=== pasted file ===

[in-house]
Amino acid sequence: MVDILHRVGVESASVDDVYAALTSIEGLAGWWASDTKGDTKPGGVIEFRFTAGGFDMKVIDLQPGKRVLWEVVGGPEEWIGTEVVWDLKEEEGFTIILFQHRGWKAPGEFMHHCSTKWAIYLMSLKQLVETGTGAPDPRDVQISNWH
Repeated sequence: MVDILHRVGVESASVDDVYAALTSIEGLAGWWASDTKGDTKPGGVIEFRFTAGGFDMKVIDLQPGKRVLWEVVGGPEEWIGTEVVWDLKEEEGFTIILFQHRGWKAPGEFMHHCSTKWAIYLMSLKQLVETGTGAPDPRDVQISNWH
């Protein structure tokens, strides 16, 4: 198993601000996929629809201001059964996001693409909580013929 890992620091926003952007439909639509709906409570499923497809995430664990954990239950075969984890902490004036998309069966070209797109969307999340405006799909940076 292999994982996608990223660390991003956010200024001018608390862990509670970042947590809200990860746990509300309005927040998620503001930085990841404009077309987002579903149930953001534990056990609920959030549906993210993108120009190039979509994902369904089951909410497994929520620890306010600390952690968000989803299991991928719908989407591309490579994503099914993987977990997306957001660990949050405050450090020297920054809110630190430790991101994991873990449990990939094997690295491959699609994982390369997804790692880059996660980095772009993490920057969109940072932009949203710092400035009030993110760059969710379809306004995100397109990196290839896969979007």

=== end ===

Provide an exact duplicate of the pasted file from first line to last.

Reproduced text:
[in-house]
Amino acid sequence: MVDILHRVGVESASVDDVYAALTSIEGLAGWWASDTKGDTKPGGVIEFRFTAGGFDMKVIDLQPGKRVLWEVVGGPEEWIGTEVVWDLKEEEGFTIILFQHRGWKAPGEFMHHCSTKWAIYLMSLKQLVETGTGAPDPRDVQISNWH
Repeated sequence: MVDILHRVGVESASVDDVYAALTSIEGLAGWWASDTKGDTKPGGVIEFRFTAGGFDMKVIDLQPGKRVLWEVVGGPEEWIGTEVVWDLKEEEGFTIILFQHRGWKAPGEFMHHCSTKWAIYLMSLKQLVETGTGAPDPRDVQISNWH
């Protein structure tokens, strides 16, 4: 198993601000996929629809201001059964996001693409909580013929 890992620091926003952007439909639509709906409570499923497809995430664990954990239950075969984890902490004036998309069966070209797109969307999340405006799909940076 292999994982996608990223660390991003956010200024001018608390862990509670970042947590809200990860746990509300309005927040998620503001930085990841404009077309987002579903149930953001534990056990609920959030549906993210993108120009190039979509994902369904089951909410497994929520620890306010600390952690968000989803299991991928719908989407591309490579994503099914993987977990997306957001660990949050405050450090020297920054809110630190430790991101994991873990449990990939094997690295491959699609994982390369997804790692880059996660980095772009993490920057969109940072932009949203710092400035009030993110760059969710379809306004995100397109990196290839896969979007």